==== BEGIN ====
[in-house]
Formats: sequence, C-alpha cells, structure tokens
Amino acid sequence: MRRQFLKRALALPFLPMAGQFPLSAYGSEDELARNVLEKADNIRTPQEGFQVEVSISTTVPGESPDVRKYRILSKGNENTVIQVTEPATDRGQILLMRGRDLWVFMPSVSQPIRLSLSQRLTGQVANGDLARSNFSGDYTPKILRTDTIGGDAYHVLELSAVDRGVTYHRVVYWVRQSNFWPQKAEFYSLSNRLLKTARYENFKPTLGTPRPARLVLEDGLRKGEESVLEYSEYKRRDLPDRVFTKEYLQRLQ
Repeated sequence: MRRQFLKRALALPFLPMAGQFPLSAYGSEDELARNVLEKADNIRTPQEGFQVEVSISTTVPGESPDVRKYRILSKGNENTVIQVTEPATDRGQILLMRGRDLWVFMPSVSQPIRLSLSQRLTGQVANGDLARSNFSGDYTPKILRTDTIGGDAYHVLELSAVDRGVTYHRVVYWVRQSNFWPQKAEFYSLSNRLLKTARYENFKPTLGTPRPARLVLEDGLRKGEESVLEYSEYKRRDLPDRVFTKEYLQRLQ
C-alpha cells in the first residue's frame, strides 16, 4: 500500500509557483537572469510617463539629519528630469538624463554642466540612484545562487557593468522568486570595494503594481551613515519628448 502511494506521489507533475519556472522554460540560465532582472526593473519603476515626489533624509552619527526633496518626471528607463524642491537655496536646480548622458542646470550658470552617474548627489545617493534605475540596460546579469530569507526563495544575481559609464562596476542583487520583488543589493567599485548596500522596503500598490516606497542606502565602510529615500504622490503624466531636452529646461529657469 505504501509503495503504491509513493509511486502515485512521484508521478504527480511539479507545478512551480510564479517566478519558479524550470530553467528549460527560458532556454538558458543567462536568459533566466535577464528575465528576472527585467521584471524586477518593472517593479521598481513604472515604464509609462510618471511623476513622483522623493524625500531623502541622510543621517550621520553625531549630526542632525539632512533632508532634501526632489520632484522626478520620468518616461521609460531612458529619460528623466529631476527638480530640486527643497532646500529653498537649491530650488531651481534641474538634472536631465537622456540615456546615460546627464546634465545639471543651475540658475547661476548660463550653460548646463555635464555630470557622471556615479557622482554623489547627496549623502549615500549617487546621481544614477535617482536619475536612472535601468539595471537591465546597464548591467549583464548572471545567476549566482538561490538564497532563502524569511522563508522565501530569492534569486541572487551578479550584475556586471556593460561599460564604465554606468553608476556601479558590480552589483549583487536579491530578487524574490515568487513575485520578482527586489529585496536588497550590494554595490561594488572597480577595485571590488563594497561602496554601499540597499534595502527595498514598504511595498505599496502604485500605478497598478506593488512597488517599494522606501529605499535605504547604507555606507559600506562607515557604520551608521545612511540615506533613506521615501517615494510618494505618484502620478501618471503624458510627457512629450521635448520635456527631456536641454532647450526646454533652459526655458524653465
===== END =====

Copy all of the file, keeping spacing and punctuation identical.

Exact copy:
[in-house]
Formats: sequence, C-alpha cells, structure tokens
Amino acid sequence: MRRQFLKRALALPFLPMAGQFPLSAYGSEDELARNVLEKADNIRTPQEGFQVEVSISTTVPGESPDVRKYRILSKGNENTVIQVTEPATDRGQILLMRGRDLWVFMPSVSQPIRLSLSQRLTGQVANGDLARSNFSGDYTPKILRTDTIGGDAYHVLELSAVDRGVTYHRVVYWVRQSNFWPQKAEFYSLSNRLLKTARYENFKPTLGTPRPARLVLEDGLRKGEESVLEYSEYKRRDLPDRVFTKEYLQRLQ
Repeated sequence: MRRQFLKRALALPFLPMAGQFPLSAYGSEDELARNVLEKADNIRTPQEGFQVEVSISTTVPGESPDVRKYRILSKGNENTVIQVTEPATDRGQILLMRGRDLWVFMPSVSQPIRLSLSQRLTGQVANGDLARSNFSGDYTPKILRTDTIGGDAYHVLELSAVDRGVTYHRVVYWVRQSNFWPQKAEFYSLSNRLLKTARYENFKPTLGTPRPARLVLEDGLRKGEESVLEYSEYKRRDLPDRVFTKEYLQRLQ
C-alpha cells in the first residue's frame, strides 16, 4: 500500500509557483537572469510617463539629519528630469538624463554642466540612484545562487557593468522568486570595494503594481551613515519628448 502511494506521489507533475519556472522554460540560465532582472526593473519603476515626489533624509552619527526633496518626471528607463524642491537655496536646480548622458542646470550658470552617474548627489545617493534605475540596460546579469530569507526563495544575481559609464562596476542583487520583488543589493567599485548596500522596503500598490516606497542606502565602510529615500504622490503624466531636452529646461529657469 505504501509503495503504491509513493509511486502515485512521484508521478504527480511539479507545478512551480510564479517566478519558479524550470530553467528549460527560458532556454538558458543567462536568459533566466535577464528575465528576472527585467521584471524586477518593472517593479521598481513604472515604464509609462510618471511623476513622483522623493524625500531623502541622510543621517550621520553625531549630526542632525539632512533632508532634501526632489520632484522626478520620468518616461521609460531612458529619460528623466529631476527638480530640486527643497532646500529653498537649491530650488531651481534641474538634472536631465537622456540615456546615460546627464546634465545639471543651475540658475547661476548660463550653460548646463555635464555630470557622471556615479557622482554623489547627496549623502549615500549617487546621481544614477535617482536619475536612472535601468539595471537591465546597464548591467549583464548572471545567476549566482538561490538564497532563502524569511522563508522565501530569492534569486541572487551578479550584475556586471556593460561599460564604465554606468553608476556601479558590480552589483549583487536579491530578487524574490515568487513575485520578482527586489529585496536588497550590494554595490561594488572597480577595485571590488563594497561602496554601499540597499534595502527595498514598504511595498505599496502604485500605478497598478506593488512597488517599494522606501529605499535605504547604507555606507559600506562607515557604520551608521545612511540615506533613506521615501517615494510618494505618484502620478501618471503624458510627457512629450521635448520635456527631456536641454532647450526646454533652459526655458524653465